I’ve just added the wills of my 5th great-grandparents, William W. Walker (abt. 1780-abt. 1840) and his wife Nancy Townsend Walker (1785-abt. 1850) to my tree.
William and Nancy were both born in Virginia, probably in or near Frederick county. This is at the northern tip of the state around Winchester, right on the Great Wagon Road that brought settlers south and west to Tennessee.
The Walkers first settled in Overton county, then along with several related families, moved westward to Benton county in the 1830s. I need to research this move further, but it seems likely that it had something to do with the forced removal of the Chickasaw Indians to Oklahoma via the Trail of Tears at around the same time.
William Walker made his will in 1836, but lived until at least 1840. I have not been able to find the original will, but have found an (imperfect) transcription of it.
20 July 1836
By the will of God I William Walker Senr. do write this my last will and testament. Concerning my soul and Mortality that my body shall lie in the dust until the the day of the Resurrection and request to be decently Buried and all my just debts to be paid and the Lord doth endow me as to my worldly estate
I give and bequeath until my Beloved wife Nancy Walker the place I now live upon all my stock good and chattles her lifetime and maintain and school my six children till of age
Also I give and bequeath to my son Joseph Walker my place on Cypress that Ricky W Rowe now lives on.
Also to my son Stephen Walker my place on Sandy that John Garrett now lives upon.
Also to my two sons John and George W. H. Walker the place that I now live upon.
At my wife’s death all the rest of my property to all my children to be equally divided, I choose Joseph Townsend my father in law and Ricky Rowe as my administrators.
William W Walker
William’s wife Nancy Townsend Walker lived until at least 1850. Her will, made in 1846, names seven daughters and an enslaved woman named Lucinda, who, unfortunately was destined to be sold “with her increase” after Nancy’s death.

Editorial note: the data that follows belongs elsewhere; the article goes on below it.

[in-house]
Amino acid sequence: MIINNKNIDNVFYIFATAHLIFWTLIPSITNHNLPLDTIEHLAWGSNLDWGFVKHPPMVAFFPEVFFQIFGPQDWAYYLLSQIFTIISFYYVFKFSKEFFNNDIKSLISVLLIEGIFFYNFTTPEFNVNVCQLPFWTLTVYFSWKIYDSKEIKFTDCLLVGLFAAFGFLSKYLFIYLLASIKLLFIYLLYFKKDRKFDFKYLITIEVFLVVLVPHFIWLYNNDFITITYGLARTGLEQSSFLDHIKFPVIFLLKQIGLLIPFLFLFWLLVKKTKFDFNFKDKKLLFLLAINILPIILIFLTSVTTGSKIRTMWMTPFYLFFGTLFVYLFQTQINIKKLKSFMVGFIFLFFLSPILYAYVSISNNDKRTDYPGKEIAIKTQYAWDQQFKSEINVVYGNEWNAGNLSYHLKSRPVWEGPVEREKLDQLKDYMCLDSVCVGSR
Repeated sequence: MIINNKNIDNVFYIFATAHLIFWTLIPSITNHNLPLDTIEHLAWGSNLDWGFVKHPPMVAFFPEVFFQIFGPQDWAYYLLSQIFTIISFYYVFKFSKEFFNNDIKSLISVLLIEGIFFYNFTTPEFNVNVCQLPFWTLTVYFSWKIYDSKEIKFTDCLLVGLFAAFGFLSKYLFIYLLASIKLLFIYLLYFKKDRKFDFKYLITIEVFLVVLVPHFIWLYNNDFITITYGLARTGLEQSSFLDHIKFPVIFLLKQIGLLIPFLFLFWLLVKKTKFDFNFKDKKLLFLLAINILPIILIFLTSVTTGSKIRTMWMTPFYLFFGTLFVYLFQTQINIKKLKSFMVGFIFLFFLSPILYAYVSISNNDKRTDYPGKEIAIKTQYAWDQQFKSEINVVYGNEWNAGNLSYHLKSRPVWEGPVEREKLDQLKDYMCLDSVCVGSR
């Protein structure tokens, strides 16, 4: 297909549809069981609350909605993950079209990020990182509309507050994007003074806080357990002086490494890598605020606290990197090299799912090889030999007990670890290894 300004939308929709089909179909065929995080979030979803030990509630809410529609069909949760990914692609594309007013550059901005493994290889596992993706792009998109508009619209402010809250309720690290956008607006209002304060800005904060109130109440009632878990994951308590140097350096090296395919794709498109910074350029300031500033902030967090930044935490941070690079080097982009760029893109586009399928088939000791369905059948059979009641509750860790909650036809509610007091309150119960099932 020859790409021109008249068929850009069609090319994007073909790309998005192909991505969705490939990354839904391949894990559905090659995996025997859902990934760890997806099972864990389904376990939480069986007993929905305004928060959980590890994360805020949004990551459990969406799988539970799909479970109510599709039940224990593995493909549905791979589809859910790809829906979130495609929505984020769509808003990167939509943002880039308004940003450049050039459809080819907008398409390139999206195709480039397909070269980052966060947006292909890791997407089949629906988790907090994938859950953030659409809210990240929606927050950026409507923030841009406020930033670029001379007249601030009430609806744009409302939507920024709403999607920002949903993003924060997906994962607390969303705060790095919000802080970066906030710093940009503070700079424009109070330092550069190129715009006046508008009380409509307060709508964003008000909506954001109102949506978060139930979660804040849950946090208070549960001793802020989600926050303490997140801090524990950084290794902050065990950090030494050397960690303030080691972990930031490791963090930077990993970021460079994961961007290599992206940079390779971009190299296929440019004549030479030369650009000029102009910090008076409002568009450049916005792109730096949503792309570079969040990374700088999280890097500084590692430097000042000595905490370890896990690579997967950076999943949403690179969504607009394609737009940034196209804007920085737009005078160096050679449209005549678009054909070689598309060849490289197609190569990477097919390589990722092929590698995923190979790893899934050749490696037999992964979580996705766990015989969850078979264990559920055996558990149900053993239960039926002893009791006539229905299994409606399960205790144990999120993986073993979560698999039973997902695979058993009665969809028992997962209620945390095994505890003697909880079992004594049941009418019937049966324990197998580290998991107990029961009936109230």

State of Tennessee
28 Nov 1846
By the will of God I Nancy Walker write this my last will and Testament considering my soul and Mortality that my body shall lie in the dust till the day of the Resurrection and request to be decently buried
and what the Lord doth leave me with as to my wordly Estate I give and bequeath to my seven daughters my negro girl Lucinda and her increase at my death to be sold and Equally divided with Susannah Garrett, Sarah Rowe, Mary Lynch, Nancy Garrett, Elizabeth Hicks, Martha Hicks, and Jane Poe
and I choose Ricky W Rowe as my executor
witness my hand
Nancy X Walker (her mark)
The Susannah Garrett named above is my 4th great-grandmother, married to Stephen Garrett. Below is their daughter, Mary Ann Garrett Cole. She had to put up with a lot. First, her husband, Calvin Cole, was kidnapped into the Confederate Army by Nathan Bedford Forrest. A few years after he returned home, she was left a widow with ten children.
Mary Ann was certainly no looker, but it appears that she may have been quite tall and lanky, as were many of my Cole relatives, including the women. Maybe that is her legacy. (I take after the other side of the family!)
2 thoughts on “Wills of William and Nancy Townsend Walker of Benton County, Tennessee”
I have enjoyed reading through your postings tremendously! What a lot of work you have done. We are related through Colonel Jonathan Latimer and Lucretia Griswold. I descend from Daniel Rogers and the Latimer’s daughter Hannah Griswold. Until recently, I had no idea where the Rogers family was before East Tennessee, so a New England connection was amazing to me.
Both sides of my family have those Southern roots and some slave owners and mixed race children they sold…appalling. In fact, my DNA bears out my research on that subject. A 3rd and 4th great grandmother and daughter were both born of white slave owning men. I show up with .02 percent African and a more surprising .02 percent Native American, which I found in my Walker line…who knows maybe we are connected through Walker as well!
Thanks for reading! 🙂